Manager Bryan Price and everyone in the Cincinnati Reds dugout shouted with delight when Tucker Barnhart hit a two-run home run in the sixth inning.
The Reds took a 4-2 lead Wednesday afternoon over the Atlanta Braves. Barnhart’s blast allowed Price to keep starting pitcher Anthony DeSclafani, who was due to bat next, in the game. With a runner at second, Price would have pinch hit for DeSclafani if Barnhart hadn’t got a hit.
DeSclafani pitched two more innings and carried the Reds to a 6-3 victory at Great American Ball Park in the series finale.
“That’s three games in a row where he’s kind of saved me,” DeSclafani said, “because if he gets out there, I’m out of the game and I don’t get to throw those two more innings. He got a big hit, so I was able to stay in and luckily get the win, but on top of that, we got the win. That’s what matters. I feel like we’re playing good ball right now.”
The Reds (36-59) have won four of six games since the All-Star break. They won two of three games against the Milwaukee Brewers last weekend and distanced themselves from the Braves (33-62), the worst team in the National League, by winning two of three games.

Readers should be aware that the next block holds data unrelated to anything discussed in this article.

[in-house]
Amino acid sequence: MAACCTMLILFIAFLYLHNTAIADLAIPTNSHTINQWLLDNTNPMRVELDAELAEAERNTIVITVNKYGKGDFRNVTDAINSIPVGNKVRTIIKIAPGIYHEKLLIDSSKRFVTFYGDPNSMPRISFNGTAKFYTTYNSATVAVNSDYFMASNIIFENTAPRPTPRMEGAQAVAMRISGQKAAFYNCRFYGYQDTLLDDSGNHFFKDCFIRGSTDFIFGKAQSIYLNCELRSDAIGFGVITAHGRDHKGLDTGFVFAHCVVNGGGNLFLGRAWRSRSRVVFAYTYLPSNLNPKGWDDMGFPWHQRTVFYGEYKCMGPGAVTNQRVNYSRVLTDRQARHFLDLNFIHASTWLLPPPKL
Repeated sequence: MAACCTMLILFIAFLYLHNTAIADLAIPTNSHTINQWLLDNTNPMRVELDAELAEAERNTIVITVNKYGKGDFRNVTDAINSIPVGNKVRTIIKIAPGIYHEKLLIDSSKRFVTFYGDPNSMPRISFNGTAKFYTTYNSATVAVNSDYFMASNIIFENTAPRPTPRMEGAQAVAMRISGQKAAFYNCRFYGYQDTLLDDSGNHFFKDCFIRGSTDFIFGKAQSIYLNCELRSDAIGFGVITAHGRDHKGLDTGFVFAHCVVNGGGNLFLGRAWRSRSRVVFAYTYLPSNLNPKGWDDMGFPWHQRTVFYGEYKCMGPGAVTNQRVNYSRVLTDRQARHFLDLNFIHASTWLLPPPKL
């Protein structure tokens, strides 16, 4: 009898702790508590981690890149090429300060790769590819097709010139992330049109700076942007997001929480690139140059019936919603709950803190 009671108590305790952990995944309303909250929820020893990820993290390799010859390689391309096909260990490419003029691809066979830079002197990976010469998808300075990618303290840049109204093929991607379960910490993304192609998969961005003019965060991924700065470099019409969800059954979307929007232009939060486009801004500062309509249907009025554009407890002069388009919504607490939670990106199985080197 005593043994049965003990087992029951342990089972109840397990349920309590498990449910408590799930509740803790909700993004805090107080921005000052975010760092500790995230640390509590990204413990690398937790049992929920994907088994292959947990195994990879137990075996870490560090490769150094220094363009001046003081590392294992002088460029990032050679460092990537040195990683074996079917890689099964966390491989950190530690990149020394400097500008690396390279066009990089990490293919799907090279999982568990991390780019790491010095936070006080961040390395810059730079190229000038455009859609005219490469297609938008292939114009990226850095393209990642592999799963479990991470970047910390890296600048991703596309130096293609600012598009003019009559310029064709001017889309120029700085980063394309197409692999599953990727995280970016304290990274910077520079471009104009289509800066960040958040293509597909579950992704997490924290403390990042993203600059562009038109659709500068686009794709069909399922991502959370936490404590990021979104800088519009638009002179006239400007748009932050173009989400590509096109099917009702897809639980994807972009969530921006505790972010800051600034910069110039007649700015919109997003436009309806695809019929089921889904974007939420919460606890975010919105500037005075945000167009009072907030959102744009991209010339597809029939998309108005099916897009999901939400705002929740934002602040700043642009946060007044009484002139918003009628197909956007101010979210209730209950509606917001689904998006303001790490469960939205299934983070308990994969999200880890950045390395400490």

DeSclafani is a big reason for the team’s improving winning percentage (.379). He’s 5-0 in eight starts since returning from the disabled list. He lowered his ERA to 2.50 and lasted eight innings for the second time.
“It wasn’t fun being on the shelf,” DeSclafani said. “I just wanted to come back and try to provide a spark for the club, eat as many innings as I could and try to keep the bullpen out of it for as long as possible. It’s been cool. It’s been great. I’m not going to complain. I’m 5-0.”
DeSclafani allowed two earned runs on eight hits. He extended his streak of innings without a walk to 21 and struck out three. He has six quality starts in a row.
The Reds trailed 2-0 through five. Jose Peraza tied the game with a two-run single in the sixth. The next batter, Barnhart, hit his fourth home run of the season. Barnhart is hitting .265.
Barnhart was more impressed with DeSclafani’s performance. He threw 114 pitches, and 76 were strikes.
“He’s throwing the ball great,” Barnhart said. “He keeps us in the game. He keeps the defense on its toes. He throws a lot of strikes. I looked up there at one point, and he had like 65 or 70 strikes to 25 balls, which is outrageous. He commands the strike zones with all four of his pitches. He really comes after guys. It’s somewhat overwhelming from a hitter’s perspective when you really don’t get a chance to breathe.”
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